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By Shahid Abdul-Karim, New Haven Register

In an effort to discuss ways to curb the nation’s gun violence epidemic, faith leaders, gun violence survivors, elected officials and community activist gathered recently at the Washington National Cathedral for a “United to Stop Gun Violence” forum.

The goal was to show religious solidarity among faith communities and to hear stories from families affected by gun violence as well as to meet policy makers committed to enacting commonsense gun safety measures, according to a release by the cathedral.

Among those who attended and gave remarks were U.S. Sens. Richard Blumenthal and Christopher Murphy, both D-Conn., and U.S. Rep. Elizabeth Esty, D-5, who have been pushing for stricter federal background legislation.

“Before (Dylann) Roof viciously took the lives of nine innocent churchgoers, he was able to legally purchase a gun because of a glaring loophole in our background check system,” Blumenthal said in a statement to the Register, referring to the June Emanuel African Methodist Episcopal Church shootings in South Carolina.

“Under current law, firearm sales move forward if background checks aren’t completed in 72 hours — a dangerous loophole that has allowed over (15,000) ineligible buyers to purchase a gun,” he said. “The inconvenience of waiting for a background check to complete is minor compared to the reprehensible harm that is done when dangerous people have access to weapons.”

According to the Brady Campaign to Prevent Gun Violence website, firearm homicide is the second-leading cause of death for people ages 1-19 in the United States.

On average, 31 Americans are murdered with guns every day and 151 are treated for a gun assault in an emergency room, the website said.

“A few weeks after the shooting in Newtown, both Senator Blumenthal and I went to the North End of Hartford to convene a meeting of community groups there to talk about the epidemic of gun violence that had plagued that community for decades,” said Murphy in his remarks Tuesday.

“There was anger in that room — loud visceral anger, that was hard to know what to do with, as we were still grieving in the aftermath of Newtown,” he said.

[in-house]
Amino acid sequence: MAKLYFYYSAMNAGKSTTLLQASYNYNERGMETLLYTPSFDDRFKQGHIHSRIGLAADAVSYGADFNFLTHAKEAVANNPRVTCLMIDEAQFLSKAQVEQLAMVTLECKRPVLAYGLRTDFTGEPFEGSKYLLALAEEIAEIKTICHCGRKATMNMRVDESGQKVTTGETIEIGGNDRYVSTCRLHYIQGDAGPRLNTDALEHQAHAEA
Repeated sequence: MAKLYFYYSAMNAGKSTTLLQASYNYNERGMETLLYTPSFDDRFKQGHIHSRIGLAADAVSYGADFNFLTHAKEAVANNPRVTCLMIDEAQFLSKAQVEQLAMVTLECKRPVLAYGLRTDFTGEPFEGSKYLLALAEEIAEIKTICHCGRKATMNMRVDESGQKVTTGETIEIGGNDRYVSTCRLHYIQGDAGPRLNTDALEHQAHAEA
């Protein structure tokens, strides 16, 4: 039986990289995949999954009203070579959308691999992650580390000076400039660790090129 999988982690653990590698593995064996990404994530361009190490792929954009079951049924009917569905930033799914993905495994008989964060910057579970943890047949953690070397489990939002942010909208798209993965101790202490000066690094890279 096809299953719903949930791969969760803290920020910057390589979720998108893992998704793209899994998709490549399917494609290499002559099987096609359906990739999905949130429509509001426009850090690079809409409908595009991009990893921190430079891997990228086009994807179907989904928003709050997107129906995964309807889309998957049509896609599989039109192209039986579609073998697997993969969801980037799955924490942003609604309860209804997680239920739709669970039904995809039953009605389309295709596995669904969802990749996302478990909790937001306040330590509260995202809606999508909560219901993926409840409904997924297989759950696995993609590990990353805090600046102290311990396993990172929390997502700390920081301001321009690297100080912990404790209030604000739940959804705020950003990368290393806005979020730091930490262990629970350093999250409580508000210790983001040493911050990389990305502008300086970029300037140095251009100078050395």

“The anger was real, because people there didn’t understand why it took this tragedy in Sandy Hook, Connecticut, for their state, for their country, for the world to wake up to what had been the simple pitter-pat of regular, almost daily and nightly gun violence in that neighborhood.”

But Murphy said the collective response over time in the state over the unfairness of tragedies being ignored comparatively, dissipated.

“And it was months after that meeting that the families of Newtown were marching arm-in-arm with the families of Hartford, Bridgeport, and New Haven through the streets of that neighborhood in the North End of Hartford — collectively demanding change.”

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Mia Carey sinks a shovel deep into the heavy reddish soil of a bleak, empty lot in upper Georgetown.

She stands up holding a bone. “It’s a pelvis,” she announces with a smile, holding it next to another bone to show how they fit together. This discovery is probably from a small mammal, maybe a goat or a sheep. It’s not the thing she’s looking for in her summer-long quest.

She’s looking for the bones of Yarrow Mamout.

Yarrow Mamout was something of a local celebrity in early 19th-century Georgetown. Taken from Africa in 1752 and sold into slavery, he eventually gained his freedom and made himself into a comfortable homeowner and something of a local financier. A Muslim, he prayed toward Mecca in the southeast corner of his snug plot of land and walked the streets of the village, singing chants that were probably from the Koran. He could read and write in Arabic.

And in his later years, he sat for two formal portraits, including one by Charles Willson Peale, one of the most celebrated portrait painters of the 18th and 19th centuries. But after his death in 1823, Yarrow virtually disappeared into a sleepy corner of history.

Now he may literally rise again. Archaeologists are hoping to find traces of the man — bones, a coffin or even just evidence of the home he built — on his Dent Place NW property. There’s about a 50-50 chance that he’s buried there, says assistant city archaeologist Chardé Reid, one of a handful of archaeologists and volunteers who have been working on the dig this summer. It was not uncommon for people to be buried on their property in the 19th century.

Yarrow may have stayed quietly unknown and nearly lost to history if not for the curiosity of local historian and lawyer James Johnston. In 2003, Johnston came upon a portrait of Yarrow in the Peabody Room of the Georgetown Public Library.

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Muslim representatives from Masjid Freehaven Masjidullah and the Feed Philly organization, are pictured with Mr. Will O'Brien. Mr. O'Brien is the Special Projects Coordinator of Project Home, and the World Meetings of Families Hunger and Homelessness Committee. Mr. O'Brien invited faith communities from the Delaware Valley area together, to discuss and strategize how we can best leverage Pope Francis' visit and vision, "to energize the Philadelphia-area community of faith and conscience on issues of justice and compassion for our sisters and brothers struggling with poverty, hunger, and homelessness."

Stay up to date with their efforts at!


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By Nusayba Hammad, Communications Director, US Campaign for Palestinian Rights ( WASHINGTON, D.C. – In an act unprecedented in recent history, New York Senator Kirsten Gillibrand...